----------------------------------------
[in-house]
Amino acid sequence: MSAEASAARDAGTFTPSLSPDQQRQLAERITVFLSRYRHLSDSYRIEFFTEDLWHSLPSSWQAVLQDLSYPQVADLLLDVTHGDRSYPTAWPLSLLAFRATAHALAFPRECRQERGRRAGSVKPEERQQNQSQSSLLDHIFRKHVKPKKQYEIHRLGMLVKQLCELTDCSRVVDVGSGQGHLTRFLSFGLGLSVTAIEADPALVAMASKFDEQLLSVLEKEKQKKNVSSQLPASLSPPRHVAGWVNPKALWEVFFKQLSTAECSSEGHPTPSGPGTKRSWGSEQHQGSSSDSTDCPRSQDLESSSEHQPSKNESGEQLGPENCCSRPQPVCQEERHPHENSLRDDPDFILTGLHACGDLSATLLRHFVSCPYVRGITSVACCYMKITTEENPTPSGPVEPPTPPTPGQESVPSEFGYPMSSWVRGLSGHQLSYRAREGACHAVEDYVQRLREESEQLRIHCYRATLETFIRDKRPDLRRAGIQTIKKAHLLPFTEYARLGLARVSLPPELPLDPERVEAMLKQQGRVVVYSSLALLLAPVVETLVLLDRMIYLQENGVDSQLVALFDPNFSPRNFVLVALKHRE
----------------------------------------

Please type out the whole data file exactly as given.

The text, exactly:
[in-house]
Amino acid sequence: MSAEASAARDAGTFTPSLSPDQQRQLAERITVFLSRYRHLSDSYRIEFFTEDLWHSLPSSWQAVLQDLSYPQVADLLLDVTHGDRSYPTAWPLSLLAFRATAHALAFPRECRQERGRRAGSVKPEERQQNQSQSSLLDHIFRKHVKPKKQYEIHRLGMLVKQLCELTDCSRVVDVGSGQGHLTRFLSFGLGLSVTAIEADPALVAMASKFDEQLLSVLEKEKQKKNVSSQLPASLSPPRHVAGWVNPKALWEVFFKQLSTAECSSEGHPTPSGPGTKRSWGSEQHQGSSSDSTDCPRSQDLESSSEHQPSKNESGEQLGPENCCSRPQPVCQEERHPHENSLRDDPDFILTGLHACGDLSATLLRHFVSCPYVRGITSVACCYMKITTEENPTPSGPVEPPTPPTPGQESVPSEFGYPMSSWVRGLSGHQLSYRAREGACHAVEDYVQRLREESEQLRIHCYRATLETFIRDKRPDLRRAGIQTIKKAHLLPFTEYARLGLARVSLPPELPLDPERVEAMLKQQGRVVVYSSLALLLAPVVETLVLLDRMIYLQENGVDSQLVALFDPNFSPRNFVLVALKHRE